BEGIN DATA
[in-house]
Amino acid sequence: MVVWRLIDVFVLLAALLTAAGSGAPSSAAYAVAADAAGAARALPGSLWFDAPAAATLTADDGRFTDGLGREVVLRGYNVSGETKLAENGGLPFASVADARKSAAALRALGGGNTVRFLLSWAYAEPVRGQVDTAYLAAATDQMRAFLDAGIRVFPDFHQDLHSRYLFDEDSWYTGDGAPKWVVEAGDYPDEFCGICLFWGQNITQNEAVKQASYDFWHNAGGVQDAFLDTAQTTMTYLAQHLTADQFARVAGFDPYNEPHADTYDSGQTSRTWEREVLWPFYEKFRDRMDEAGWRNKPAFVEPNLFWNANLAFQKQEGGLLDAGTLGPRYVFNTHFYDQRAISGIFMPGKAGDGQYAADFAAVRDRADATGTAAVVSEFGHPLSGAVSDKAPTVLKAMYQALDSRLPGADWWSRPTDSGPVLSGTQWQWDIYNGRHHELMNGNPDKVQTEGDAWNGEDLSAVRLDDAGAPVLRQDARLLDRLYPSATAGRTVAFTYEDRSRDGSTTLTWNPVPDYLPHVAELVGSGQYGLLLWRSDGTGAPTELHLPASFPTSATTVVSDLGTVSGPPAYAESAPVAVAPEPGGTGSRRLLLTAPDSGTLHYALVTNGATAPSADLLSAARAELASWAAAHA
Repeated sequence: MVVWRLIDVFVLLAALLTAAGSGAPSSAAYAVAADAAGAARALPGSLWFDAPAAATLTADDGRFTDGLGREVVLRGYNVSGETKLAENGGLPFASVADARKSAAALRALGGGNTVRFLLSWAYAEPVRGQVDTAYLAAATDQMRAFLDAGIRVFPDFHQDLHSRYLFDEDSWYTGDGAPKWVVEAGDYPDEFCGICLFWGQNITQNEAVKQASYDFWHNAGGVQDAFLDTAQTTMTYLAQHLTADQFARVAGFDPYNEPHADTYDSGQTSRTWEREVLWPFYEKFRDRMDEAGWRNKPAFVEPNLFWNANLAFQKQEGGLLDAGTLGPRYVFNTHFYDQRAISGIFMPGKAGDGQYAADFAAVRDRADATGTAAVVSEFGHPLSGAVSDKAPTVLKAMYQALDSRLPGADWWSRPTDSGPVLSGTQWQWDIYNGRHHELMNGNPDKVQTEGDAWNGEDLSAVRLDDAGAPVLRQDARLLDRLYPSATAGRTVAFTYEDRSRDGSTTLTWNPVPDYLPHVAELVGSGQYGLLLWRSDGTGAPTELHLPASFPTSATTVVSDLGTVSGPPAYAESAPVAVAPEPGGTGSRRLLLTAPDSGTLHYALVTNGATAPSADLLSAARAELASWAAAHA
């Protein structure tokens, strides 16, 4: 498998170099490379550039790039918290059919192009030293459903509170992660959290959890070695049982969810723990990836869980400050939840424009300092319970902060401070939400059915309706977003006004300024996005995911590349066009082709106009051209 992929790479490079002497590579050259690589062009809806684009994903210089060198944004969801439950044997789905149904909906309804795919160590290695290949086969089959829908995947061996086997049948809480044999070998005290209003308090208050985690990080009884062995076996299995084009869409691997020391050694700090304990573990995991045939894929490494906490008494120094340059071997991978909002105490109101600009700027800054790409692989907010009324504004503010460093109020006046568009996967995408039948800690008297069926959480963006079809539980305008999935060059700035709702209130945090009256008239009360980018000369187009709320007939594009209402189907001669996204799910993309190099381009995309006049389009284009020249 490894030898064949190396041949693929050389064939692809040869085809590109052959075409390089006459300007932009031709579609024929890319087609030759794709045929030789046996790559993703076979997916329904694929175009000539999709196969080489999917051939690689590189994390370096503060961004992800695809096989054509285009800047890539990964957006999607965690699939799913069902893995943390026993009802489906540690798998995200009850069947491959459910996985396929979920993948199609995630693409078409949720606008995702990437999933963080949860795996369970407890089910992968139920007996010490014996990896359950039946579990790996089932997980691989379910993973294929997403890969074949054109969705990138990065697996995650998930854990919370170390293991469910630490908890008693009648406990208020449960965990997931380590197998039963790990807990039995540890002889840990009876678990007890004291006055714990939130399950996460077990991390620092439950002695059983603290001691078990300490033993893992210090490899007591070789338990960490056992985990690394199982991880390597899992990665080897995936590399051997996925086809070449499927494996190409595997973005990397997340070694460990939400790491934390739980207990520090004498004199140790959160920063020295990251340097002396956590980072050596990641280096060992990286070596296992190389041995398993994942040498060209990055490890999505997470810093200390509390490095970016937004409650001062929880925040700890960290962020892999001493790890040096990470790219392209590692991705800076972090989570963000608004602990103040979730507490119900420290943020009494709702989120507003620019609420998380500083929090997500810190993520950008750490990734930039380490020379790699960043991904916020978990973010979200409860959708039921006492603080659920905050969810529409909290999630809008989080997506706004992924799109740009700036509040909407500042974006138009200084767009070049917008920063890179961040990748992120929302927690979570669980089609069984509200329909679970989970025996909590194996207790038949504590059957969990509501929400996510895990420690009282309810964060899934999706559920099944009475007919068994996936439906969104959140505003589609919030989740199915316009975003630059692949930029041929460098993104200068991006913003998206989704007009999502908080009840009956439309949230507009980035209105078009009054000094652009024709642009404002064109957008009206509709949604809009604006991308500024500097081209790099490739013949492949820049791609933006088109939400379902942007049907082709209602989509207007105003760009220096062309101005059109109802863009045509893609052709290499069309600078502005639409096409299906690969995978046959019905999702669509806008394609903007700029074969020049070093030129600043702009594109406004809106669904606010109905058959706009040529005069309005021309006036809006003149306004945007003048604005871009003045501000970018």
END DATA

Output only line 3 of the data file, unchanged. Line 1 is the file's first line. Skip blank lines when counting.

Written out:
Repeated sequence: MVVWRLIDVFVLLAALLTAAGSGAPSSAAYAVAADAAGAARALPGSLWFDAPAAATLTADDGRFTDGLGREVVLRGYNVSGETKLAENGGLPFASVADARKSAAALRALGGGNTVRFLLSWAYAEPVRGQVDTAYLAAATDQMRAFLDAGIRVFPDFHQDLHSRYLFDEDSWYTGDGAPKWVVEAGDYPDEFCGICLFWGQNITQNEAVKQASYDFWHNAGGVQDAFLDTAQTTMTYLAQHLTADQFARVAGFDPYNEPHADTYDSGQTSRTWEREVLWPFYEKFRDRMDEAGWRNKPAFVEPNLFWNANLAFQKQEGGLLDAGTLGPRYVFNTHFYDQRAISGIFMPGKAGDGQYAADFAAVRDRADATGTAAVVSEFGHPLSGAVSDKAPTVLKAMYQALDSRLPGADWWSRPTDSGPVLSGTQWQWDIYNGRHHELMNGNPDKVQTEGDAWNGEDLSAVRLDDAGAPVLRQDARLLDRLYPSATAGRTVAFTYEDRSRDGSTTLTWNPVPDYLPHVAELVGSGQYGLLLWRSDGTGAPTELHLPASFPTSATTVVSDLGTVSGPPAYAESAPVAVAPEPGGTGSRRLLLTAPDSGTLHYALVTNGATAPSADLLSAARAELASWAAAHA